CanHOPE is a non-profit cancer counselling and support service provided by Parkway Cancer Centre, Singapore.


Nutrition – FAQ

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Understanding nutritional needs in various cancer treatment is important in caring for them. You may read or been advised by well-meaning friends and family to avoid certain foods or to take supplements. However, some of the information may be contradicting with each other and thus causing confusion.

These frequently asked questions provide clarification and allow you to make an informed choice.

1. Does sugar feed cancer cells?

Carbohydrate is the main source of energy for our body, and it is the only source of energy for our brain. Carbohydrate is broken down into simple sugar in the process of digestion and sugar is the simplest nutrient to be utilised by our body cell. Various carbohydrate foods that we commonly take are fruits, dairy products, rice, noodles, bread, crackers, bean products, and starchy vegetables including potatoes, corn, tapioca, and also drinks and desserts that are sweetened. Hence, there is no need to avoid sugar totally as the body cells would not be able to recognise what is the source of carbohydrate at absorption stage. However excessive sugar intake is not encouraged as sugar itself has no other nutrients but providing calories only. In addition to that, excessive intake of simple sugar could increase our blood sugar more rapidly compared to intake of complex carbohydrate. When our blood sugar level is high, our pancreas will release insulin to convert the sugar. Hyperinsulinemia or excessive production of insulin is thought to cause inflammatory responses in our body that may lead to increased risk of cancer.

2. Are dairy products harmful for our body?

Recombinant bovine growth hormone (rbGH) is class of hormone that increases the amount of milk dairy cows produce. Some suggest that although rbGH itself appears safe, it may increase the amount of other chemicals in the body that might in turn cause cancer. There is currently no definitive proof one way or the other. In response to the lack of certainty, Japan, Canada, Australia, New Zealand and the European Union have banned rbGH. On the other hand, the United States Food & Drug Administration (US FDA) has approved the use of rbGH on the basis that it is biologically inactive in humans.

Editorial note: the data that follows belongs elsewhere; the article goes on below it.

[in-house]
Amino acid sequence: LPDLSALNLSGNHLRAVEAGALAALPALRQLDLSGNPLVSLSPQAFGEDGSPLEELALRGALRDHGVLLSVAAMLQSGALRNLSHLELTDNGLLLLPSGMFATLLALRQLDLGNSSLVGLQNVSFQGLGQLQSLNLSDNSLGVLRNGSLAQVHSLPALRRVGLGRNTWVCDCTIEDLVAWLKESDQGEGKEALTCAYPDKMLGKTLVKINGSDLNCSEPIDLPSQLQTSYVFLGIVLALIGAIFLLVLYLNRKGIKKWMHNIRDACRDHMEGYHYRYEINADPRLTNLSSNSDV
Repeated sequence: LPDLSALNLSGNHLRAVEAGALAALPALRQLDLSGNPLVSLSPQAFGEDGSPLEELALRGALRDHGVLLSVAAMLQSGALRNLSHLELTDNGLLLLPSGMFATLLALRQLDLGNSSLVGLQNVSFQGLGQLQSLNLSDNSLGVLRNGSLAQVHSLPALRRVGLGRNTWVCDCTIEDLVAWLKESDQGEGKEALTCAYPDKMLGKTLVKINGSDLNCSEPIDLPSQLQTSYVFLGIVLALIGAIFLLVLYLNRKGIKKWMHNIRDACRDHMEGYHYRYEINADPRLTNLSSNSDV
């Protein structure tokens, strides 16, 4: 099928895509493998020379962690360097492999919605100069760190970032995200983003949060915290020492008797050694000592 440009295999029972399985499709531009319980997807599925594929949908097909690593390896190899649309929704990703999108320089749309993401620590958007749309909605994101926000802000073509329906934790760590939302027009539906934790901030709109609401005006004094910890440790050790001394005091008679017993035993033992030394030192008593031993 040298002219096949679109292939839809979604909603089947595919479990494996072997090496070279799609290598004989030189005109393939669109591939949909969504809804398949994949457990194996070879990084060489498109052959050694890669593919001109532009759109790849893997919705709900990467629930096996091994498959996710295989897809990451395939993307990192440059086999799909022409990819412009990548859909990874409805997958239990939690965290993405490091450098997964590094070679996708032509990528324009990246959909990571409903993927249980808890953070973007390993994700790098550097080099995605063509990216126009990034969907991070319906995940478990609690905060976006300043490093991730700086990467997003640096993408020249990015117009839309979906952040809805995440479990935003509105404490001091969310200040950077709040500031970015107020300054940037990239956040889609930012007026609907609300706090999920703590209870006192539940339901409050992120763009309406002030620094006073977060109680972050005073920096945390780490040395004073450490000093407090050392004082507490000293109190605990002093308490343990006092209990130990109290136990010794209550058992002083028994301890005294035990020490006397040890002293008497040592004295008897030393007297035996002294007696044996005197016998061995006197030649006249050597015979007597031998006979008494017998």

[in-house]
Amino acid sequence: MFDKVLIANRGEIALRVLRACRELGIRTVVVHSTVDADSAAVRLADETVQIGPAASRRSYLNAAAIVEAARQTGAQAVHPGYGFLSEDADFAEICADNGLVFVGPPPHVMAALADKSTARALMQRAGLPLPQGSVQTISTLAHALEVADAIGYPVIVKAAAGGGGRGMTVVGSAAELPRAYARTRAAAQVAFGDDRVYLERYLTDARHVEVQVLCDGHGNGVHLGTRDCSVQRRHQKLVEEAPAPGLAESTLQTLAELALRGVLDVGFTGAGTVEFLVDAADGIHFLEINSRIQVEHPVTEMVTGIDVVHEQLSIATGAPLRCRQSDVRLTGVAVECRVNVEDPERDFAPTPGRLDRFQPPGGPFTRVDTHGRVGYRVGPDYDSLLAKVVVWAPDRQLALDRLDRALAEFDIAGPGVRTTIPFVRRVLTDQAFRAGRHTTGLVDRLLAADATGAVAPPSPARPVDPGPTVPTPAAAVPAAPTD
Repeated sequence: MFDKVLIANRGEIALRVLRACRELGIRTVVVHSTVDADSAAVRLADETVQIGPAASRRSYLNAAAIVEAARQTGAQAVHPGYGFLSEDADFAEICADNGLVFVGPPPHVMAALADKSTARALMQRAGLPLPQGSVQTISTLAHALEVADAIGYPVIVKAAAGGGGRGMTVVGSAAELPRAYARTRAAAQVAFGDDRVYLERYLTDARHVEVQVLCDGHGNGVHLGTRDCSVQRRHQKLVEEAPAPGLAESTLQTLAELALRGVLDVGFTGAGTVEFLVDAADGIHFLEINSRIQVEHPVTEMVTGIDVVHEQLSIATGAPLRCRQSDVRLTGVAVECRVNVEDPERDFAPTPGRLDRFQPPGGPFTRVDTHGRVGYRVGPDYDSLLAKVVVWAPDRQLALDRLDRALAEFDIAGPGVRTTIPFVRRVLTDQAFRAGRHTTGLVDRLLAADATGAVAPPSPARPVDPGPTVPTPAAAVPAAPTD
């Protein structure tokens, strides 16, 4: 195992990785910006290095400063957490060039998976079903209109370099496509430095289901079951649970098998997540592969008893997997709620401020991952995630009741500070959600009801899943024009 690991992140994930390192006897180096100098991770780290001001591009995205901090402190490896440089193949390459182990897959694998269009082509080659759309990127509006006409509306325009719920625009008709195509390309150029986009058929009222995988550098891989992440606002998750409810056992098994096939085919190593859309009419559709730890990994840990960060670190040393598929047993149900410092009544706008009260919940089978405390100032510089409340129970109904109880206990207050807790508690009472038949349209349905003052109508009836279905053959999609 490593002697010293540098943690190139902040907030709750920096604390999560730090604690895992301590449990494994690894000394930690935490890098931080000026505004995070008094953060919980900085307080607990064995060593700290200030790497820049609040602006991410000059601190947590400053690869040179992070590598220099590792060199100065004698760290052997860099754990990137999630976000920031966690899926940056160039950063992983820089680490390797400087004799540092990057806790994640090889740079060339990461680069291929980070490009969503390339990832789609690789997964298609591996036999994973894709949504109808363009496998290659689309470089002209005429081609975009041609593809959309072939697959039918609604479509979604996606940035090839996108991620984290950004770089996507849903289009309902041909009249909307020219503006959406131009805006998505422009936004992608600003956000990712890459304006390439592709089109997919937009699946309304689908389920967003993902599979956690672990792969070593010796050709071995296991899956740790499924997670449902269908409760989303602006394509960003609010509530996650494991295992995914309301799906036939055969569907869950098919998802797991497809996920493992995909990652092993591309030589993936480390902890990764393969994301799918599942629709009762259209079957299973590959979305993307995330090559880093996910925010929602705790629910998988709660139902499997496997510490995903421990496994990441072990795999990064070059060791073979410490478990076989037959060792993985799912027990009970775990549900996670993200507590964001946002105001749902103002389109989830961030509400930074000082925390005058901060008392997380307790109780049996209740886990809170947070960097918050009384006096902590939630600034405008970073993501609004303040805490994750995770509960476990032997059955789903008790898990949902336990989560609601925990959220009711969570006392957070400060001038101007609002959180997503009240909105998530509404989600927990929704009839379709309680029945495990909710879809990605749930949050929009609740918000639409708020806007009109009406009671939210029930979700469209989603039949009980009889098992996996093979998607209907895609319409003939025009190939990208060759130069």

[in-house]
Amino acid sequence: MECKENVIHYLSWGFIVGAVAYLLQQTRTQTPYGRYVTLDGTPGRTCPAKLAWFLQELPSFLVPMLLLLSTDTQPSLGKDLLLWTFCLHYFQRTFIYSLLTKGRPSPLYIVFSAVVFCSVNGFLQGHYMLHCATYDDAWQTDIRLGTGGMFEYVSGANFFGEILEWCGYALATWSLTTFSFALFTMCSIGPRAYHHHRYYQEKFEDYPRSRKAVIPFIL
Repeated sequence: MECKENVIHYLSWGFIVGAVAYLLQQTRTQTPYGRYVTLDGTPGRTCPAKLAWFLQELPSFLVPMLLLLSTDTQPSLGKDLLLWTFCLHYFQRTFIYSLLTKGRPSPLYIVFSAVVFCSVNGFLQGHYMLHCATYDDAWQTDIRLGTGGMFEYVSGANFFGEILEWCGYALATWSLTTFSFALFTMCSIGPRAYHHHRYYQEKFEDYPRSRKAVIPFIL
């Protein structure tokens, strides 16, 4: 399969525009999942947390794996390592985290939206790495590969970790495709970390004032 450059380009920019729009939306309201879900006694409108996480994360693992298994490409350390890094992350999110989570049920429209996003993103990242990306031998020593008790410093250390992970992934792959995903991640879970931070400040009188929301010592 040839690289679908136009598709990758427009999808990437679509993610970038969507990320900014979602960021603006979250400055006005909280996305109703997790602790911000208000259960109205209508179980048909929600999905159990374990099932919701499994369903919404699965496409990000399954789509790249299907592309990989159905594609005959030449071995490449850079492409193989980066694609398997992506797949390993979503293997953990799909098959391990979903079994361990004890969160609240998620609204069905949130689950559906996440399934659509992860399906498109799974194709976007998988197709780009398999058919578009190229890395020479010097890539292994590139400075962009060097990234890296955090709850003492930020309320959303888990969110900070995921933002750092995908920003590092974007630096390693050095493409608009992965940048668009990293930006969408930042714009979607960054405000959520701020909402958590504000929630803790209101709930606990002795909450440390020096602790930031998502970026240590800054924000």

3. Is honey safe to be consumed? / Is honey better to substitute sugar?

Honey is made up of fructose (~38%), glucose (~31%), water (~17%) and the remaining carbohydrate are maltose, sucrose and some complex carbohydrate. It contains also trace amount of vitamins and minerals, like vitamin C, iron, calcium, phosphate etc.

Honey has anti-bacterial and anti-fungal properties, and it also acts as an anti-oxidant. Hence, taking honey has its benefits. However, if one is on active treatment e.g. chemotherapy, radiation therapy or undergoing stem cell transplantation, honey is not safe to be consumed as most honey is not pasteurised and it may contain pollens or even bacteria that could cause allergy or infection.

You may purchase the pasteurised honey, but you will not obtain its good properties as all the active enzyme would be destroyed under the high temperature during pasteurisation.

4. Is it safe to consume red meat? How much is too much?

Red meat provides nutrients that are not found in white meat, such as iron, zinc and vitamin B12. These nutrients are important in the formation of red blood cells and haemoglobin. Having it once or twice a week would provide sufficient nutrients. On the other hand, if consume too much or too often or in their high fat form, may increase risk of coronary illness and certain cancers.

5. Why is there so much hype about soy beans? Should I avoid it?

Isoflavones is phyto-nutrient found abundantly in soy bean that is also known to be a phyto-estrogen. Phyto-estrogen is a plant estrogen naturally occurring in plant that may act like estrogen in human body. The concern was highlighted particularly for a specific group of cancer patients, i.e. ER positive responsive breast cancer who are prescribed with estrogen-blocker following chemotherapy treatment. There are multiple studies done in different part of the world, different population, race and ewthnicity. It is concluded that phytoestrogen in soy bean do not adversely affect this breast cancer population. Hence, it is advisable to consume soy bean and its products in the frequency and quantity as previously consumed.

6. Can I take supplements during treatment?

There are many type of supplements available in the market that offer various health benefits and claims. One must exercise caution when choosing supplements. Do have a good understanding on reason of taking these supplements. Multi-vitamins and minerals pill which consists of no more than the upper limit of RDA (Recommended Daily Allowance) for all their nutrients are safe to be consumed during treatment.

Antioxidant vitamins & minerals supplements, or phyto-nutrients & phyto-chemicals that act as antioxidants are not encouraged to be consumed during treatment. There are controversies in the benefit of taking these supplements in patients undergoing cancer treatment.